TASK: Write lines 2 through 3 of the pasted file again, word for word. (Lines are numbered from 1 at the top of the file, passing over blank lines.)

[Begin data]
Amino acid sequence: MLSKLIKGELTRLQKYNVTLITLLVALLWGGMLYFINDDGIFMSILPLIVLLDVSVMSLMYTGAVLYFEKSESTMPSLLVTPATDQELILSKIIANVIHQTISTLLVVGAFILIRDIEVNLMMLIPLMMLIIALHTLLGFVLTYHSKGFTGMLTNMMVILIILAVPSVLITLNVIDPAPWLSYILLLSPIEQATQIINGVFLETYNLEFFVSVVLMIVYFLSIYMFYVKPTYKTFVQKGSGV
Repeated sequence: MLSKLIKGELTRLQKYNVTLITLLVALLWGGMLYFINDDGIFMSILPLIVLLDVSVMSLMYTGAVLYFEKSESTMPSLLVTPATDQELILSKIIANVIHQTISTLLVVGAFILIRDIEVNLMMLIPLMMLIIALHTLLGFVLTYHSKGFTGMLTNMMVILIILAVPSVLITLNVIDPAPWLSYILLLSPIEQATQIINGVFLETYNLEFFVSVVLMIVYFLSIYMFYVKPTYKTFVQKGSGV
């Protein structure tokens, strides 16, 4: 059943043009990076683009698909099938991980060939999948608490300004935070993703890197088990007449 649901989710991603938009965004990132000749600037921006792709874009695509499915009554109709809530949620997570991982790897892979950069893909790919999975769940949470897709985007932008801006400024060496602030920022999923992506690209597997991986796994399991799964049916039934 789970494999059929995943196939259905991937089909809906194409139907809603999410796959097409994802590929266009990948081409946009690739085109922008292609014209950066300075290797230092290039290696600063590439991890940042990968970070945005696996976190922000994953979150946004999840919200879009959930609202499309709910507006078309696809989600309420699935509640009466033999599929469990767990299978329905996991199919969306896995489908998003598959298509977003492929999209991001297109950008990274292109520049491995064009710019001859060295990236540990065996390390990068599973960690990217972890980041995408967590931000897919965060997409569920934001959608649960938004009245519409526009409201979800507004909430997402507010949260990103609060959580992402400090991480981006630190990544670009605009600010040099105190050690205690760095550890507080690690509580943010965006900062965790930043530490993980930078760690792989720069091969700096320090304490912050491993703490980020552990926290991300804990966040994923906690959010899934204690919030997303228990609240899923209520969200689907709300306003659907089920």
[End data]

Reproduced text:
Repeated sequence: MLSKLIKGELTRLQKYNVTLITLLVALLWGGMLYFINDDGIFMSILPLIVLLDVSVMSLMYTGAVLYFEKSESTMPSLLVTPATDQELILSKIIANVIHQTISTLLVVGAFILIRDIEVNLMMLIPLMMLIIALHTLLGFVLTYHSKGFTGMLTNMMVILIILAVPSVLITLNVIDPAPWLSYILLLSPIEQATQIINGVFLETYNLEFFVSVVLMIVYFLSIYMFYVKPTYKTFVQKGSGV
């Protein structure tokens, strides 16, 4: 059943043009990076683009698909099938991980060939999948608490300004935070993703890197088990007449 649901989710991603938009965004990132000749600037921006792709874009695509499915009554109709809530949620997570991982790897892979950069893909790919999975769940949470897709985007932008801006400024060496602030920022999923992506690209597997991986796994399991799964049916039934 789970494999059929995943196939259905991937089909809906194409139907809603999410796959097409994802590929266009990948081409946009690739085109922008292609014209950066300075290797230092290039290696600063590439991890940042990968970070945005696996976190922000994953979150946004999840919200879009959930609202499309709910507006078309696809989600309420699935509640009466033999599929469990767990299978329905996991199919969306896995489908998003598959298509977003492929999209991001297109950008990274292109520049491995064009710019001859060295990236540990065996390390990068599973960690990217972890980041995408967590931000897919965060997409569920934001959608649960938004009245519409526009409201979800507004909430997402507010949260990103609060959580992402400090991480981006630190990544670009605009600010040099105190050690205690760095550890507080690690509580943010965006900062965790930043530490993980930078760690792989720069091969700096320090304490912050491993703490980020552990926290991300804990966040994923906690959010899934204690919030997303228990609240899923209520969200689907709300306003659907089920």